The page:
2014 was the year I planned to topple walls and slay monsters. This was to be a year of dreams, a year where anything was possible. The year I stopped running.
Writing is hard; I discovered that. Writing forced me to face difficult questions that rarely had concrete answers. People didn’t always like my conclusions, and they occasionally told me. I learned the art of deep breathing while reading private Facebook messages and e-mails, graciously disengaging from pointless arguments and attempting to find elements of truth amid the ignorance.
I read a lot of books on writing. They told me not to compare my skills to other writers, but I couldn’t help it. Everything I wrote felt like crap, but it would take time to realize we all begin as crappy artists. Art becomes great after intense struggle and through many trials and errors. And yet people responded with such sweet kindness to my poor artistry. Sometimes an individual would message me for advice, but more often people reached out with their stories, just needing an understanding stranger to listen to their heartache and loneliness, but also their hopes and dreams.
Blogging gave me an opportunity to examine my motives. I found my heart was not entirely noble nor selfish, just a complicated mixture of the two. A blog can empower the silent and marginalized, people like me. I was the guy in the background so paralyzed by all my perceived flaws, and suddenly I was speaking and people were listening. Life held purpose, not just dreams. My words were helping people and occasionally the established writing community of faith noticed my existence. It was exciting until it became terrifying. Becoming a public figure meant finding an appropriate balance of being myself—but not too much, because, well, I’m kinda awkward, silly, and melodramatic. And wordy. Lord, am I wordy (not in person, mind you, just when I’m typing). But I digress.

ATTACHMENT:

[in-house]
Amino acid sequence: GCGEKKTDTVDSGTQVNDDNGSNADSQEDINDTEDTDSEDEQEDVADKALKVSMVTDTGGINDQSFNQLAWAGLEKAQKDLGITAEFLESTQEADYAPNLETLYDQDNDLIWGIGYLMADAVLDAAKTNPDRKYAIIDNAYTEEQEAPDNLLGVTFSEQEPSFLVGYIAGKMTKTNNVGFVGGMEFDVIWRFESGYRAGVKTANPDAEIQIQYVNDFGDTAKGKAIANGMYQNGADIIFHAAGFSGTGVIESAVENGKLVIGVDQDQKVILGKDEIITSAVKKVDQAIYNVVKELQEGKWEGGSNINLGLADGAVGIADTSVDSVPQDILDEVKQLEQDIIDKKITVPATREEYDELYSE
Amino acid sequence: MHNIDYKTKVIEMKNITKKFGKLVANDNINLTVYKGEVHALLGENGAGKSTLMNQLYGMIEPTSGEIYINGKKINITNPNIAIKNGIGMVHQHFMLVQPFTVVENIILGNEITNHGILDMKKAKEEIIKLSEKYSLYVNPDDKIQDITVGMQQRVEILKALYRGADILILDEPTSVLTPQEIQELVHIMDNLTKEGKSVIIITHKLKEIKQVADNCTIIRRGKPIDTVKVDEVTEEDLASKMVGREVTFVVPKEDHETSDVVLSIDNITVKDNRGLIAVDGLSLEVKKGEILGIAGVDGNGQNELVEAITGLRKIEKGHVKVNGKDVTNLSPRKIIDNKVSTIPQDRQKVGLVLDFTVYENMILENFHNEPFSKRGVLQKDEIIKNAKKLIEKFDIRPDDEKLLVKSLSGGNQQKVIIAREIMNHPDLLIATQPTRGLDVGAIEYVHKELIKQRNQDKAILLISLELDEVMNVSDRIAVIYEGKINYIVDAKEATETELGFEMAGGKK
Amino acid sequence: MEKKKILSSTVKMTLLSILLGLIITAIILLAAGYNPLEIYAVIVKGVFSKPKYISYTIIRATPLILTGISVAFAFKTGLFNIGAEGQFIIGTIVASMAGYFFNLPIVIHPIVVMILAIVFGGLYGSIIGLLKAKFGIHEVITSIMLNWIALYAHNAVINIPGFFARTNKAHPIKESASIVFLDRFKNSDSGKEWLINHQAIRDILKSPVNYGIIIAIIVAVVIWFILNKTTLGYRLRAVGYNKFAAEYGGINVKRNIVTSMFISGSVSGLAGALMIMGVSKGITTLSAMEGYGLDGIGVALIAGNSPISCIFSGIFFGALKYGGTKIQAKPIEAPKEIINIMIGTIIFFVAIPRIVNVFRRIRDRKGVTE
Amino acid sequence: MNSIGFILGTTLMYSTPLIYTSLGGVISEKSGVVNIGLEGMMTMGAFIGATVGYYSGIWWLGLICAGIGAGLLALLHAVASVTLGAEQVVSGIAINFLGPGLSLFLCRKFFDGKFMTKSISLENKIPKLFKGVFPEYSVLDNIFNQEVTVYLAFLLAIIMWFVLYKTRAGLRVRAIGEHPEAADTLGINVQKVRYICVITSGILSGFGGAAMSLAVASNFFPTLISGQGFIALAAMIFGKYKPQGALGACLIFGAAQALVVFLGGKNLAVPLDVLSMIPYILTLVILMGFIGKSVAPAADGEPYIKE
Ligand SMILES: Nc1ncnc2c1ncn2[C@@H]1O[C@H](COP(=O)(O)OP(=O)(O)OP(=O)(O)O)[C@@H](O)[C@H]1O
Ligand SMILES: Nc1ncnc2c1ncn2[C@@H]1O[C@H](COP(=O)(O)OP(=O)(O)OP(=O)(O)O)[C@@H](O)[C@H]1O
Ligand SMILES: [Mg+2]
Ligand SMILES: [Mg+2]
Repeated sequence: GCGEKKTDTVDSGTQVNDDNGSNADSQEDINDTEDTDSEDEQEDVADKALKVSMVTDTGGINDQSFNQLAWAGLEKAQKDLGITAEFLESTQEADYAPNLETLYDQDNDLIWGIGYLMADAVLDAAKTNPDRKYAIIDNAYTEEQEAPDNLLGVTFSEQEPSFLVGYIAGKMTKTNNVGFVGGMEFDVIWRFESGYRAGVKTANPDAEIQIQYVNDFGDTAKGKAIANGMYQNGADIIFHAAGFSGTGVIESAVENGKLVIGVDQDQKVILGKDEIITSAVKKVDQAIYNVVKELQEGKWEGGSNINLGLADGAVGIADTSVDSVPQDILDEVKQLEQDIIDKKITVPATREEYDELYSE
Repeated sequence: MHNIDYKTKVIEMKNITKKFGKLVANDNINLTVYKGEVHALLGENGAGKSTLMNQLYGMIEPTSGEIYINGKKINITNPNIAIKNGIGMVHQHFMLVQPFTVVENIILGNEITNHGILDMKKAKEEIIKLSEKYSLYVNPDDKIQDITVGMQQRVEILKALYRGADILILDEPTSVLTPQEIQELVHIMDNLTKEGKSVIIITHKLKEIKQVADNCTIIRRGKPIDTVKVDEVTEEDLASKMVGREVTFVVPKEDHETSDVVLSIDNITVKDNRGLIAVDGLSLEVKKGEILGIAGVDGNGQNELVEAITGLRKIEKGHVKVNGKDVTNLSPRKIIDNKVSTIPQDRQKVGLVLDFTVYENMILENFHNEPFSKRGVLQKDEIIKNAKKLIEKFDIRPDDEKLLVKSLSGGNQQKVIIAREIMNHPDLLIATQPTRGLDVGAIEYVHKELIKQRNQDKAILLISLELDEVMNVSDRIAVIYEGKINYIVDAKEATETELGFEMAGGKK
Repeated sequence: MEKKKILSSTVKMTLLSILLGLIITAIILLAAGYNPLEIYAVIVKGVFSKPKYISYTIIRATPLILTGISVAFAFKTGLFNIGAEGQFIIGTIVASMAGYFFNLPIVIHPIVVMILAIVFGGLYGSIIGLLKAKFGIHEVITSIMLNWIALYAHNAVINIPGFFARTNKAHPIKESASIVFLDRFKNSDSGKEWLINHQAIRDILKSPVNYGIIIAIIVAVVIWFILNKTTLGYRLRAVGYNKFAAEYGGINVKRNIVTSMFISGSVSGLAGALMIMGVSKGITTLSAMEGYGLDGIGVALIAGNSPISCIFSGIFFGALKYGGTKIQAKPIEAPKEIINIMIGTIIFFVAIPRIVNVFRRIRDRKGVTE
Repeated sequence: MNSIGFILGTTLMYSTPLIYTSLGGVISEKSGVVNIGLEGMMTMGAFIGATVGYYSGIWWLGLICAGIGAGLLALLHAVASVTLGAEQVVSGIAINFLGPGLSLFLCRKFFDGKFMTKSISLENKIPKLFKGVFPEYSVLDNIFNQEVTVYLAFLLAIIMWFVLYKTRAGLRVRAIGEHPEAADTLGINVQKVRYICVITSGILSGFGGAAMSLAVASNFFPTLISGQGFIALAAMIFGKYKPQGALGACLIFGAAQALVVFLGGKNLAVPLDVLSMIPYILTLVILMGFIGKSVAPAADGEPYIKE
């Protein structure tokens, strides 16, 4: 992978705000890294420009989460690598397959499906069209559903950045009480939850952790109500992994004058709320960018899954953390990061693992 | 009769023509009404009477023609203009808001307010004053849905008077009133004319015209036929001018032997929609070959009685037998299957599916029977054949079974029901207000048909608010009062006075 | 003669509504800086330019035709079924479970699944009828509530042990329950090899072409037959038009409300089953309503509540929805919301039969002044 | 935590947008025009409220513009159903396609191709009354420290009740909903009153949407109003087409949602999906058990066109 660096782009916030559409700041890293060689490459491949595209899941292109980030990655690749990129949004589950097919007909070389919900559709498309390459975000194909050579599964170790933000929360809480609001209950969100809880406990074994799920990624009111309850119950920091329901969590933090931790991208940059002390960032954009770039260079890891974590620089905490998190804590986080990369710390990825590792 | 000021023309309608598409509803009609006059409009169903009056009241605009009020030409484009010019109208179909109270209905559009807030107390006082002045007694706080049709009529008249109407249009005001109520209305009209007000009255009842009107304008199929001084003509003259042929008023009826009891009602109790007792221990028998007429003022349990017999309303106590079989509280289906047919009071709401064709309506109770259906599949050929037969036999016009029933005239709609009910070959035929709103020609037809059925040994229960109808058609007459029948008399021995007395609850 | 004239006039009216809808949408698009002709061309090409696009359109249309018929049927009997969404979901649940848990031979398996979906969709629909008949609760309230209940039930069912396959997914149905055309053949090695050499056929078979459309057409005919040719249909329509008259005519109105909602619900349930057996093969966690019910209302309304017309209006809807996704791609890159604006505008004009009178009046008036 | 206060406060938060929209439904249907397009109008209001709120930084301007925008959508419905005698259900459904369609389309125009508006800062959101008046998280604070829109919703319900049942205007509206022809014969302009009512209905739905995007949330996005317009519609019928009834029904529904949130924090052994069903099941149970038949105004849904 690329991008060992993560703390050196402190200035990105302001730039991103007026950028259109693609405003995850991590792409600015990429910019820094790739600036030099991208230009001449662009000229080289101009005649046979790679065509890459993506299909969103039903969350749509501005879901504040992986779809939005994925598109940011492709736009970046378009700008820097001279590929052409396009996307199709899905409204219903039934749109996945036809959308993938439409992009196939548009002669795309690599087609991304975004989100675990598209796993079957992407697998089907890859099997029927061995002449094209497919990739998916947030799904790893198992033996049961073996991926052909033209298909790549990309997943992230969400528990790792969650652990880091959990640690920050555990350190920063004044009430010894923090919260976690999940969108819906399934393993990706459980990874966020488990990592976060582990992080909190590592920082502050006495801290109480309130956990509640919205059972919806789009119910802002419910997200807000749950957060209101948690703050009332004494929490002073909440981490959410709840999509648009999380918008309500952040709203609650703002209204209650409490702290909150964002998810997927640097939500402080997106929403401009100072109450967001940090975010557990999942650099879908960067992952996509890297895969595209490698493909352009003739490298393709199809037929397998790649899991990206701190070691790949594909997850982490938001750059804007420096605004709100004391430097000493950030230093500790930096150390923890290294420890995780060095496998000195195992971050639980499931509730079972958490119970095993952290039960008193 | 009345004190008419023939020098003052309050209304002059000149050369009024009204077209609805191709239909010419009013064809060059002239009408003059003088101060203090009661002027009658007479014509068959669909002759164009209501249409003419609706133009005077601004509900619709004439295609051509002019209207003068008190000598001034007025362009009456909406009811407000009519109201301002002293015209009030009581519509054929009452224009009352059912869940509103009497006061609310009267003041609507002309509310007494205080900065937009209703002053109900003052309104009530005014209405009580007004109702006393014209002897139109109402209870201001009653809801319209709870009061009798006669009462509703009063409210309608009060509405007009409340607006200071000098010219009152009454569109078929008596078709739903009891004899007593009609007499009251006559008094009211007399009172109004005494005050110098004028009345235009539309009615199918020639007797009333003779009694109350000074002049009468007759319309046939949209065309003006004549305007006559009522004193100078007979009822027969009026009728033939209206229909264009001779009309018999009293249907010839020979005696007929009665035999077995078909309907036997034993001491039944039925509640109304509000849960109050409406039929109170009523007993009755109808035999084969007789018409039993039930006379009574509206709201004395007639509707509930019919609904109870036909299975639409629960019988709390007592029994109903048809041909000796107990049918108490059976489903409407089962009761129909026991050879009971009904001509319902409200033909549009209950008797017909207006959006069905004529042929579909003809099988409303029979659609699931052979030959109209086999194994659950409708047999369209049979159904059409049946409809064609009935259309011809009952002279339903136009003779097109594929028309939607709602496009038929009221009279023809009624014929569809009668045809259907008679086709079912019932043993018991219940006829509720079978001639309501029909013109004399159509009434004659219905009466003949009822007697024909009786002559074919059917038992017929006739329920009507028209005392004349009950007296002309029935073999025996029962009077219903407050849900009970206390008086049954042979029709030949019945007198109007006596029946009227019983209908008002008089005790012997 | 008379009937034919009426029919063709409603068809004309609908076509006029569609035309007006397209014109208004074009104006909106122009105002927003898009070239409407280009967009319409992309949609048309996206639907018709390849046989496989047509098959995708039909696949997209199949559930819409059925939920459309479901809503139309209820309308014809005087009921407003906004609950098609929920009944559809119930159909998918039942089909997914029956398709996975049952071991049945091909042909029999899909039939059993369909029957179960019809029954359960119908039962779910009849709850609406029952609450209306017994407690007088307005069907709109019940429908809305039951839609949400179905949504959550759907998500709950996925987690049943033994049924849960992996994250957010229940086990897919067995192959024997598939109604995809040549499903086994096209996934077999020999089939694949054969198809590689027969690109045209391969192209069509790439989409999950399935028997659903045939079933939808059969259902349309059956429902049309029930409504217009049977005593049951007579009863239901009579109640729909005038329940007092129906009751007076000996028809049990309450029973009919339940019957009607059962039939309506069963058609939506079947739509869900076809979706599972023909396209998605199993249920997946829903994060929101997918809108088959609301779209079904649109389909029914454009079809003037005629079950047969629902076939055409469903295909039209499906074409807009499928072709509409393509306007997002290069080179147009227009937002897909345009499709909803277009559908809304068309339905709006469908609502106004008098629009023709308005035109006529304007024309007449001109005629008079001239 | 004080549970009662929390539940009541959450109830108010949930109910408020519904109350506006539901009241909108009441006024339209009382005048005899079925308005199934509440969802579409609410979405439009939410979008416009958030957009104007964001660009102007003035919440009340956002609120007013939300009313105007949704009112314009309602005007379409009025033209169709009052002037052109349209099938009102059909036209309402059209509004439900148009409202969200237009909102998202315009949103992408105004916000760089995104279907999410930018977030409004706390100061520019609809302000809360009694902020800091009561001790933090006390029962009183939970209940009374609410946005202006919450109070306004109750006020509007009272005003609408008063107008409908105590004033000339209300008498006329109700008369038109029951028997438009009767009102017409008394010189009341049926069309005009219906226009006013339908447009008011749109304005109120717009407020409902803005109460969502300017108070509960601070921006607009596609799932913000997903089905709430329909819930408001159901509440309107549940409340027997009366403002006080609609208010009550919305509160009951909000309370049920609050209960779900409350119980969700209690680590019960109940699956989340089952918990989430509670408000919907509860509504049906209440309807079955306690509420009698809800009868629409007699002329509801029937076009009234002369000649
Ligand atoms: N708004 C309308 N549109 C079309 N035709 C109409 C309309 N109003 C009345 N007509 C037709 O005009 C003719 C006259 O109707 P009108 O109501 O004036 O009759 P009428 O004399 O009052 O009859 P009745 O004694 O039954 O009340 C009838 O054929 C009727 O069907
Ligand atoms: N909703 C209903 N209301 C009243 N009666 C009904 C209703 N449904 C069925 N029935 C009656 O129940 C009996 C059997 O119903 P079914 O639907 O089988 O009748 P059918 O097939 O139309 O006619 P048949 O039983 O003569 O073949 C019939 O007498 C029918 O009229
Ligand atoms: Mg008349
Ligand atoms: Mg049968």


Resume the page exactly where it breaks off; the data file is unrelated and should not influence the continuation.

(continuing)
Transforming from an awkward, quiet guy into a public figure was excruciating. I hoped people would finally see me, and would suddenly love what they saw. All those years of neediness became so apparent and oh so consuming. I misused many of the opportunities God gave me because I was still in victim-mode. Oh, poor celibate, lonely Seth. I expected other people to come to my rescue and fix that. Surely with a platform the ache could be repaired and the void filled. If I could only get into certain niches and belong in certain friend groups, then I could be content. I would be whole. I would become this suave fellow with the perfect script for every situation. However, I wouldn’t be Seth, the guy who listens and smiles more than he speaks. I’m a guy with a complete personality who doesn’t need to be molded and erased to belong. I’m already an actor with a part to play in God’s redemptive drama.
This was the year the world turned upside down. I battled my toughest insecurities and experienced a great deal of rejection and disappointment. But all through my life God has been forming a persevering spirit within me. For all the people who have hurt me, God has blessed me with family and friends who became my crutches until I could learn to walk secure in Christ. People may not like the man I became this year. That’s fine. I’m still a man very much in need of sanctification and spiritual formation, but I’m a man who found his voice and courage. More importantly, God taught me about rich, costly grace this year—grace for myself, a misunderstanding church, and for the conflicting and diverse convictions of my brothers and sisters in Christ. When I was troubled and didn’t know what to say, God told me to lean into the tension. When scripture presented a complicated and paradoxical deity, I took a deep breath and said ok. I looked to Jesus and trusted Him for one more day. When evangelicals spoke with black and white confidence and emergents spoke with gray mystery, I said ok. I continued to journey with my diverse friends for one more day. No more running.
I don’t know what to expect for 2015, whether this experiment crumbles, my blogging ministry expands, or something altogether different. I hope this year finds me at Regent, beginning my professional development as a clinical psychologist and learning to live transparently and honestly in community. But maybe that’s not God’s plan. Maybe this will be a year of reframing and rediscovering. Whatever happens, I hope to continue faithfully writing and listening. I hope to be more giving and less self-centered. I hope to become more human.
Thank you for reading in 2014 and may God’s presence and grace uphold you this new year. Shalom, my friends.